An accredited investor is an investor who is able to participate in investments not registered with the Securities and Exchange Commission (SEC) and other agencies by meeting certain qualifications regarding their income, net worth, professional experience, or licensing.
An investment registered with the SEC is regulated and there are limits set on how much can be invested each year. Some registered investments can be tax-deferred or tax-sheltered. As a non-accredited investor, you can only take part in registered investments.
Unregistered offerings do not have to make certain disclosures to investors, and might not have the tax-deferral benefits of some registered investments.
Accredited investors are more likely to have the experience to understand the risks they might be taking than some less-informed investors. For the potential to be qualified as an accredited investor, an individual or business must meet at least one qualification set by the SEC.
These do not guarantee qualification as an accredited investor, but give an example of the requirements.
- Earn a minimum income of $200,000 in each of the past two years, and are expected to in the current year as well. You might also qualify with $300,000 combined income with a spouse or spousal equivalent.
- Have a net worth of over $1 million alone or combined with a spouse or spousal equivalent. This does not include the value of your primary household.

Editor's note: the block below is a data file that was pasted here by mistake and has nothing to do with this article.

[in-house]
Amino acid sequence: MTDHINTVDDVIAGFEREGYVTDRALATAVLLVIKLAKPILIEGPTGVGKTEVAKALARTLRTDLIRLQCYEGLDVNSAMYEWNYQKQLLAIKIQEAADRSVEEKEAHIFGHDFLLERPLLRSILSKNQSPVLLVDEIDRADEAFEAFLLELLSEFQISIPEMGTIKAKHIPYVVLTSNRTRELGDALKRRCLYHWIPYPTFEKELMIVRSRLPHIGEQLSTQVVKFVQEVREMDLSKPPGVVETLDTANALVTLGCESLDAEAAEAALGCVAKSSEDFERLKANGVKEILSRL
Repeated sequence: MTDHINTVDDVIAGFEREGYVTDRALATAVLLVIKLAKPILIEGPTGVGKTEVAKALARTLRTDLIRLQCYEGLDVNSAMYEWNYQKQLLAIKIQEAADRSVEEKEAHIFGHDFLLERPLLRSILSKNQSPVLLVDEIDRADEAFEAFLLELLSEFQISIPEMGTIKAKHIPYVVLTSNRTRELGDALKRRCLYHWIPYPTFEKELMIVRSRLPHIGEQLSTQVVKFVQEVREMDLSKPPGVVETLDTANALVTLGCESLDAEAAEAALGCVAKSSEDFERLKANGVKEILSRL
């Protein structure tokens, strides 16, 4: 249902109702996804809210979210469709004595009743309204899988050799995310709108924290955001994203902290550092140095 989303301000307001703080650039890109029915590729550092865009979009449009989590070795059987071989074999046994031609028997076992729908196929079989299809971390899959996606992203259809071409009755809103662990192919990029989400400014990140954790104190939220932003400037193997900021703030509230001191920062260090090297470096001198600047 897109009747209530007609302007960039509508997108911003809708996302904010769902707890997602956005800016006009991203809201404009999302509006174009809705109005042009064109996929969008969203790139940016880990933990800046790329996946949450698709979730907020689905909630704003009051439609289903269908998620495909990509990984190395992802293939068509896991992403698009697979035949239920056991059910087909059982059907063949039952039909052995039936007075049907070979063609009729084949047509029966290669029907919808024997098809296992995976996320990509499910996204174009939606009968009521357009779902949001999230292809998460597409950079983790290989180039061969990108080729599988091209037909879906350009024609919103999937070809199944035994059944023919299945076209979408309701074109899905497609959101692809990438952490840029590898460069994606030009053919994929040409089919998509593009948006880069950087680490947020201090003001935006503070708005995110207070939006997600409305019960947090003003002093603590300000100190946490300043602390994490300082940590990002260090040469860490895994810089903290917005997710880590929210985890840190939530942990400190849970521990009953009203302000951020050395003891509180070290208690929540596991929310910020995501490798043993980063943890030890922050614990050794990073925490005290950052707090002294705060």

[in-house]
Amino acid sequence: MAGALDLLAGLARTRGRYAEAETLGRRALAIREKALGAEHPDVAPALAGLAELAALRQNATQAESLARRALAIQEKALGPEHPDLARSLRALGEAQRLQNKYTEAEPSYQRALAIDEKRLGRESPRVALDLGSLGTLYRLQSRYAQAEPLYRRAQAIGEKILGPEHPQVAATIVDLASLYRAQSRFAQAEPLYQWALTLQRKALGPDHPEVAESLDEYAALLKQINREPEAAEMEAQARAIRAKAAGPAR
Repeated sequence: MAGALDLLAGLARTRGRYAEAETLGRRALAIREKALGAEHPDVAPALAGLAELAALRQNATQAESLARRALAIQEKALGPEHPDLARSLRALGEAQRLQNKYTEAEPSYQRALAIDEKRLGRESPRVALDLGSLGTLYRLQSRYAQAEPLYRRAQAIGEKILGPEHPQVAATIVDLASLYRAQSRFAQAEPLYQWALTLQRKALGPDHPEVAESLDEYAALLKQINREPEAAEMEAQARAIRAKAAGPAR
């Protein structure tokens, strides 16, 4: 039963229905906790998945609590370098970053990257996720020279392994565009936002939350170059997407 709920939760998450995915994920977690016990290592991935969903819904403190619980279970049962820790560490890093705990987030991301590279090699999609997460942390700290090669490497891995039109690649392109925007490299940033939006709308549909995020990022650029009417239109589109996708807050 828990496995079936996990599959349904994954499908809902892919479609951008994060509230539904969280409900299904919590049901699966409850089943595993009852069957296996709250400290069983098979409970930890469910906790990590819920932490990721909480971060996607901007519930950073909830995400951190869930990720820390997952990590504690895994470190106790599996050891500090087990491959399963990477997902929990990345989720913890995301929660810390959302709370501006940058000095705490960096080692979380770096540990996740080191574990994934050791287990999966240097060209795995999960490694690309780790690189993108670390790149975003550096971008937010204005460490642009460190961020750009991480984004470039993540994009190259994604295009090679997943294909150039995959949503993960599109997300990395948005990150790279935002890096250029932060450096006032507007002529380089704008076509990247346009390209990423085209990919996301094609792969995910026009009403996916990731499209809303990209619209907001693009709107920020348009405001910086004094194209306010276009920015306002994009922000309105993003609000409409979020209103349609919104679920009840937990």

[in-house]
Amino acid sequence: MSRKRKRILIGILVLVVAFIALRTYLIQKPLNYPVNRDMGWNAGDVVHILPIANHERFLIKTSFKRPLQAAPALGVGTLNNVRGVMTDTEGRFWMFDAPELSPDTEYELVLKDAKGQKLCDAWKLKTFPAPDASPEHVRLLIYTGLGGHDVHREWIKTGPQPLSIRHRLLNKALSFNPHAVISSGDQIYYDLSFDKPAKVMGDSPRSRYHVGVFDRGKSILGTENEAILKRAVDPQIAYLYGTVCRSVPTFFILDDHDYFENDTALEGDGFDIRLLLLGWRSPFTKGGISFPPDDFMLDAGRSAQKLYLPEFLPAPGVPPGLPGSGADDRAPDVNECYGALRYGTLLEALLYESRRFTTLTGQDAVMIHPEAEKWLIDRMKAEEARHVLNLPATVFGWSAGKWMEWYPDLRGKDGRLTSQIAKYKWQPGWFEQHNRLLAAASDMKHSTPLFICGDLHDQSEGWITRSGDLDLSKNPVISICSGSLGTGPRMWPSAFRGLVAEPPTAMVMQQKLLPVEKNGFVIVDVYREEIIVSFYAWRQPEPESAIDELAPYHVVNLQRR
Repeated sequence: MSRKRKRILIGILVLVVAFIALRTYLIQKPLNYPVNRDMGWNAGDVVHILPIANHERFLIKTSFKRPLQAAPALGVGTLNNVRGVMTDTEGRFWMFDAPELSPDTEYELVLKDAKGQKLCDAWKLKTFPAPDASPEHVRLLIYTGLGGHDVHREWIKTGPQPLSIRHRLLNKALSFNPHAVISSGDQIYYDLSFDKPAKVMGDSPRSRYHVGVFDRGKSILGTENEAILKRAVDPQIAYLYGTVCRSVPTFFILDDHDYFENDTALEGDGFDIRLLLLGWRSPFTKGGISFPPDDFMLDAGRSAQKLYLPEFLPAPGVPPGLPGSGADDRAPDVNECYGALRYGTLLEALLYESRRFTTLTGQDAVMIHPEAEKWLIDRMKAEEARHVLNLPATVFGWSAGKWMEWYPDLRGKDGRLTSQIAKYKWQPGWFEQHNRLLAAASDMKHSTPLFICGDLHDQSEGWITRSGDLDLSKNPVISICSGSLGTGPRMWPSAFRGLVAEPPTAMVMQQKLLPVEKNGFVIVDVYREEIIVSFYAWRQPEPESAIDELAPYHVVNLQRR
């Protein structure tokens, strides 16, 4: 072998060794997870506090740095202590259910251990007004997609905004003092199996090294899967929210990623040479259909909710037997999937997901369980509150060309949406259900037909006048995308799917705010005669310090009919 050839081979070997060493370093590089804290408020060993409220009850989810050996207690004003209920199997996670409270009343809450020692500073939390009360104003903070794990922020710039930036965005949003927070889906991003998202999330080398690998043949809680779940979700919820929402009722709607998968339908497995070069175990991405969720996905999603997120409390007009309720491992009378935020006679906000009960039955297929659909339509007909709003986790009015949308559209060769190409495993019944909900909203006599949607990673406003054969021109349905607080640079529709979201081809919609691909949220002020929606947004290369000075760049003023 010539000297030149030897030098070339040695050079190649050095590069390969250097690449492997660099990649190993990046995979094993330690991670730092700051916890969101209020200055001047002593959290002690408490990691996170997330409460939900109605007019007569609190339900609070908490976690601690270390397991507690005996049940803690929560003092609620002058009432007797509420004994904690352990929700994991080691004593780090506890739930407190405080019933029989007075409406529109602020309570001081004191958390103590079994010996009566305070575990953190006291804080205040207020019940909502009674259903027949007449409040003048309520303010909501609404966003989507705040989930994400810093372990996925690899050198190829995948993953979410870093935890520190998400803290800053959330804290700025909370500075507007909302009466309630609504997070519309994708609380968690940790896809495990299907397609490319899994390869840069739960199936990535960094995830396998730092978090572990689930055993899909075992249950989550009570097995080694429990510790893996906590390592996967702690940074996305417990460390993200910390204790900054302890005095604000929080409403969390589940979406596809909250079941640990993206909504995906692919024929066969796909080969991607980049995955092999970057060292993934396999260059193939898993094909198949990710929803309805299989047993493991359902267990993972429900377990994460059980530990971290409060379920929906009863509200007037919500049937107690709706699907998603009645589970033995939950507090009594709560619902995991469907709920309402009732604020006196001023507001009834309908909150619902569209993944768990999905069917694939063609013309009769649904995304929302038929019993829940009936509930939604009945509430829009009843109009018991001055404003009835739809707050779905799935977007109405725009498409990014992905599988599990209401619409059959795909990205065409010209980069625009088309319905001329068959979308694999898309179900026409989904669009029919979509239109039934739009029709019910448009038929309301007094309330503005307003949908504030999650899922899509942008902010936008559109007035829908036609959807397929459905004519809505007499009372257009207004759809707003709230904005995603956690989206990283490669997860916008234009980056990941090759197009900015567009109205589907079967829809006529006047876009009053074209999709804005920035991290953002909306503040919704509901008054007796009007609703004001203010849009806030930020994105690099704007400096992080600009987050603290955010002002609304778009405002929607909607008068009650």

- Hold a series 65, 82, or 7 license in good standing.
There are also entities that might qualify as accredited investors as long as they were not formed to solely purchase subject securities, including:
- A trust with assets exceeding $5 million led by a sophisticated investor.
- Entities with investments of more than $5 million.
- An entity where all equity holders are considered sophisticated investors.
The SEC considers a sophisticated investor an individual who “has sufficient knowledge and experience in financial and business matters to evaluate the merits and risks of the prospective investment.”
The verification process to determine if you are an accredited investor is the responsibility of the seller of the security.
Because there is less regulation and generally more risk on unregistered investments it is essential for accredited investors to complete their due diligence and meet with financial advisors.